Hillary Clinton as historian: a bad match
Largely obscured in the understandable uproar over Hillary Clinton's Friday reference to the 1968 assassination of Robert F. Kennedy has been the fallacy of the basic point she sought to convey -- that there is nothing all that unusual about the trajectory of her battle with Barack Obama for the Democratic presidential nod.
Before invoking the Kennedy killing in comments to a South Dakota newspaper that she quickly rued, Clinton said, "My husband did not wrap up the nomination in 1992 until he won the California primary, somewhere in the middle of June, right?"
Actually, wrong in all but the most technical sense.
Bill Clinton became the hands-down front-runner in his party's contest 16 years ago in mid-March, when his main competitor, Paul Tsongas, exited the race. There was an outbreak of buyer's remorse a few weeks later ...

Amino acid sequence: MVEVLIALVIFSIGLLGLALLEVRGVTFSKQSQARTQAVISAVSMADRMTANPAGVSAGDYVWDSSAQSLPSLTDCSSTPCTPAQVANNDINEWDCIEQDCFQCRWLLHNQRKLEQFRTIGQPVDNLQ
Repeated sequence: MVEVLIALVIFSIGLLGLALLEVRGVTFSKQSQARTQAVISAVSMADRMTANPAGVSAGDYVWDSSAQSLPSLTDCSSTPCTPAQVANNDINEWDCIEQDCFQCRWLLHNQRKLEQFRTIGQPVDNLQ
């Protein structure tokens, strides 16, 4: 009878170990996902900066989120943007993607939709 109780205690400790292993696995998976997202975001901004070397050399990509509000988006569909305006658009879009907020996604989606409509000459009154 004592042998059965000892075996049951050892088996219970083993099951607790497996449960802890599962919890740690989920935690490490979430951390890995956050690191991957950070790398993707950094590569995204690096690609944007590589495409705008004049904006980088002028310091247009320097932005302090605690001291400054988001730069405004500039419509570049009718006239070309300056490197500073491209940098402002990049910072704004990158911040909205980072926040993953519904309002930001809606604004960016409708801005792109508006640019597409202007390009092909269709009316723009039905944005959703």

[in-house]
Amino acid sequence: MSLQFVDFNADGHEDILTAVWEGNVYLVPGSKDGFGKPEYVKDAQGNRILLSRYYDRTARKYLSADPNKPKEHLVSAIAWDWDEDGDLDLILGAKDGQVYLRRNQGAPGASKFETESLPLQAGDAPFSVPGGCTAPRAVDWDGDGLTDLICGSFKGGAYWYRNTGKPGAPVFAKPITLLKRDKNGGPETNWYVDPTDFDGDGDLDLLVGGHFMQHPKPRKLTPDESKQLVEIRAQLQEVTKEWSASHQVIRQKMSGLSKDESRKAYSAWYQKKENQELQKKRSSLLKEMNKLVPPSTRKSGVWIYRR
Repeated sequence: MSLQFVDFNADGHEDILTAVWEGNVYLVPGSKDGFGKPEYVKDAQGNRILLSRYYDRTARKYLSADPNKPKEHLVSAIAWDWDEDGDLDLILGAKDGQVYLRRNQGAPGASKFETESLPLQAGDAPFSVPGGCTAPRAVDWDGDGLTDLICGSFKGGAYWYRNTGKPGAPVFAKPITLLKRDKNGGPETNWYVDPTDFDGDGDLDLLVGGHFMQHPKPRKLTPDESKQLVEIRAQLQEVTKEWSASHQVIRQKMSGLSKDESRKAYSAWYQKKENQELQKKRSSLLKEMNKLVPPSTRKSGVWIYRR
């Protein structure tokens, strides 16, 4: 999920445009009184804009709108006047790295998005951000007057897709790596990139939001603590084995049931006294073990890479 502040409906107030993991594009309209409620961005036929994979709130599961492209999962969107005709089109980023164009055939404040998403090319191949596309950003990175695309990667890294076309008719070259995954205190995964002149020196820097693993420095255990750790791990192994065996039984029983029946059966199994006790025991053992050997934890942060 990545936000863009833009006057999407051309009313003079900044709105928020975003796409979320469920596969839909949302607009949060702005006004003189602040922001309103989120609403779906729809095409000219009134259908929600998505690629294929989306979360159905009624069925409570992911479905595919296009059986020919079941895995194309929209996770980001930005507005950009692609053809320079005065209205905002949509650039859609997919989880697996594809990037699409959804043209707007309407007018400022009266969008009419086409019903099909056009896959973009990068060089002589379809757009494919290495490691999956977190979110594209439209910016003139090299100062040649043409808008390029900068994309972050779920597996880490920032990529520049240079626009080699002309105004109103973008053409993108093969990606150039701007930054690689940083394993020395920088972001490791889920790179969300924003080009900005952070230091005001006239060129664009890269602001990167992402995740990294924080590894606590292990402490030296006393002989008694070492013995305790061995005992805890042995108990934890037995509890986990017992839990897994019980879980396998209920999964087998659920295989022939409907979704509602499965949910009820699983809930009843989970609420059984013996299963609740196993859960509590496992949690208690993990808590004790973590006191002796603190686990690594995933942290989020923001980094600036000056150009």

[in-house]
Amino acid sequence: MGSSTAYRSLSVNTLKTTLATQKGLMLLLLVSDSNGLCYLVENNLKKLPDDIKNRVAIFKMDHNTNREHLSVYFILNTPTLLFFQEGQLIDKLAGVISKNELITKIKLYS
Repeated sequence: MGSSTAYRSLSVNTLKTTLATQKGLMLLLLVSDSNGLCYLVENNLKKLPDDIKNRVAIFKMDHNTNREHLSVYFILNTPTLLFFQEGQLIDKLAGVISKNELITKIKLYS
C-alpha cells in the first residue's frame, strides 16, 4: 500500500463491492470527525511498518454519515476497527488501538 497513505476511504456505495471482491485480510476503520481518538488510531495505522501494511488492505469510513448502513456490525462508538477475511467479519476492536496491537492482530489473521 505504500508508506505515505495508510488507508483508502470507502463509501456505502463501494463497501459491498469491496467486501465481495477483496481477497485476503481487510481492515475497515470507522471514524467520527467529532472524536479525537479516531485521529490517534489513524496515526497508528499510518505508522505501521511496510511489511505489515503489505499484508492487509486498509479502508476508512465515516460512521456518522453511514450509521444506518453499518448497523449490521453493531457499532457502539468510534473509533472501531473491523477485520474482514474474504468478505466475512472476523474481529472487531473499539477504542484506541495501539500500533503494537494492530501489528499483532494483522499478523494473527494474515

... when California's own Jerry Brown, who initially had been little more than a gadfly in the race, won the Connecticut primary.
But in early April, Clinton crushed Brown in the New York primary, all but ending the competition. And then he ended any doubt by easily winning in Pennsylvania in late April.
Yes, he needed to win the California primary in early June -- along with several others held on the same day -- to officially surpass the magic number of delegates required for the nomination. But it had been crystal clear to all for more than a month that he would do so, and the remaining primaries were mere formalities.
One would think Hillary Clinton, of all people, would recall that. And, given that she was a college student in 1968, one would think that she would recollect the year as a moment unto itself -- and know that since then, nothing has come close to duplicating it in politics or other ways.
Then again, as the Bosnia sniper fire non-incident demonstrated, Clinton' grasp of history apparently can be shaky, even when she was in the middle of it.
Clinton would be well served to simply characterize her fight with Obama, as she often has, for what it is -- one of the closest and most fiercely fought in U.S. history -- and not bother with comparisons.
-- Don Frederick